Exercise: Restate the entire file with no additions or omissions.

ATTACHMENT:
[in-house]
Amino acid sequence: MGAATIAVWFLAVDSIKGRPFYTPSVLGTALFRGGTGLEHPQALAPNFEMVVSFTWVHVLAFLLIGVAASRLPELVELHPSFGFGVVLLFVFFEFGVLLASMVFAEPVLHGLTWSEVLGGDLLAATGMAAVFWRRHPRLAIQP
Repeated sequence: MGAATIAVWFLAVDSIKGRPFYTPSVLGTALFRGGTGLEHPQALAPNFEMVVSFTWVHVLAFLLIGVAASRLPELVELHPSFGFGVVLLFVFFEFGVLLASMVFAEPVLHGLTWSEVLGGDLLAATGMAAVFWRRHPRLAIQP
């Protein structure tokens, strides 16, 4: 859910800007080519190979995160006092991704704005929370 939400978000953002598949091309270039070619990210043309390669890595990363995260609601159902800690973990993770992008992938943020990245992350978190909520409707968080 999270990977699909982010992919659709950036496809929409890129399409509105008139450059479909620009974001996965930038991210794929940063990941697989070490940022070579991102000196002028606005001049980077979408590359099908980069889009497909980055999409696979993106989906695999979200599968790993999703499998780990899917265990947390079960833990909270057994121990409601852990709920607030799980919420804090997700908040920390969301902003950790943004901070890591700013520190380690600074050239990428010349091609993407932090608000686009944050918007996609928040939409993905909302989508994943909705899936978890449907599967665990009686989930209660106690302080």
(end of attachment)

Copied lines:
[in-house]
Amino acid sequence: MGAATIAVWFLAVDSIKGRPFYTPSVLGTALFRGGTGLEHPQALAPNFEMVVSFTWVHVLAFLLIGVAASRLPELVELHPSFGFGVVLLFVFFEFGVLLASMVFAEPVLHGLTWSEVLGGDLLAATGMAAVFWRRHPRLAIQP
Repeated sequence: MGAATIAVWFLAVDSIKGRPFYTPSVLGTALFRGGTGLEHPQALAPNFEMVVSFTWVHVLAFLLIGVAASRLPELVELHPSFGFGVVLLFVFFEFGVLLASMVFAEPVLHGLTWSEVLGGDLLAATGMAAVFWRRHPRLAIQP
């Protein structure tokens, strides 16, 4: 859910800007080519190979995160006092991704704005929370 939400978000953002598949091309270039070619990210043309390669890595990363995260609601159902800690973990993770992008992938943020990245992350978190909520409707968080 999270990977699909982010992919659709950036496809929409890129399409509105008139450059479909620009974001996965930038991210794929940063990941697989070490940022070579991102000196002028606005001049980077979408590359099908980069889009497909980055999409696979993106989906695999979200599968790993999703499998780990899917265990947390079960833990909270057994121990409601852990709920607030799980919420804090997700908040920390969301902003950790943004901070890591700013520190380690600074050239990428010349091609993407932090608000686009944050918007996609928040939409993905909302989508994943909705899936978890449907599967665990009686989930209660106690302080």